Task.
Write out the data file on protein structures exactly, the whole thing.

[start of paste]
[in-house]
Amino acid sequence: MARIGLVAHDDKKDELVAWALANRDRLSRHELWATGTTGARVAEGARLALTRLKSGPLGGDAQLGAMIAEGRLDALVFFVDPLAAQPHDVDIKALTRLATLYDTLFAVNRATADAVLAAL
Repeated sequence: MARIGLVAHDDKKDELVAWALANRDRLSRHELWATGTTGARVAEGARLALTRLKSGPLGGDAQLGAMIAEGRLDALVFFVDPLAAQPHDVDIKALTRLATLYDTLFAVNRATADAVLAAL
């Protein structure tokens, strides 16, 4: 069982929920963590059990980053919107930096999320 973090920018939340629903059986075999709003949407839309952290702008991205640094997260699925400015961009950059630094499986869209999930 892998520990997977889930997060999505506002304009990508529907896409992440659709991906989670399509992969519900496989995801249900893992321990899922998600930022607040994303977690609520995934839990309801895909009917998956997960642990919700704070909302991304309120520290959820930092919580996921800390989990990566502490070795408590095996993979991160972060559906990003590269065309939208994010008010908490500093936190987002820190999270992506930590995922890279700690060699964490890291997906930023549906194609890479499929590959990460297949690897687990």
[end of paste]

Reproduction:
[in-house]
Amino acid sequence: MARIGLVAHDDKKDELVAWALANRDRLSRHELWATGTTGARVAEGARLALTRLKSGPLGGDAQLGAMIAEGRLDALVFFVDPLAAQPHDVDIKALTRLATLYDTLFAVNRATADAVLAAL
Repeated sequence: MARIGLVAHDDKKDELVAWALANRDRLSRHELWATGTTGARVAEGARLALTRLKSGPLGGDAQLGAMIAEGRLDALVFFVDPLAAQPHDVDIKALTRLATLYDTLFAVNRATADAVLAAL
């Protein structure tokens, strides 16, 4: 069982929920963590059990980053919107930096999320 973090920018939340629903059986075999709003949407839309952290702008991205640094997260699925400015961009950059630094499986869209999930 892998520990997977889930997060999505506002304009990508529907896409992440659709991906989670399509992969519900496989995801249900893992321990899922998600930022607040994303977690609520995934839990309801895909009917998956997960642990919700704070909302991304309120520290959820930092919580996921800390989990990566502490070795408590095996993979991160972060559906990003590269065309939208994010008010908490500093936190987002820190999270992506930590995922890279700690060699964490890291997906930023549906194609890479499929590959990460297949690897687990």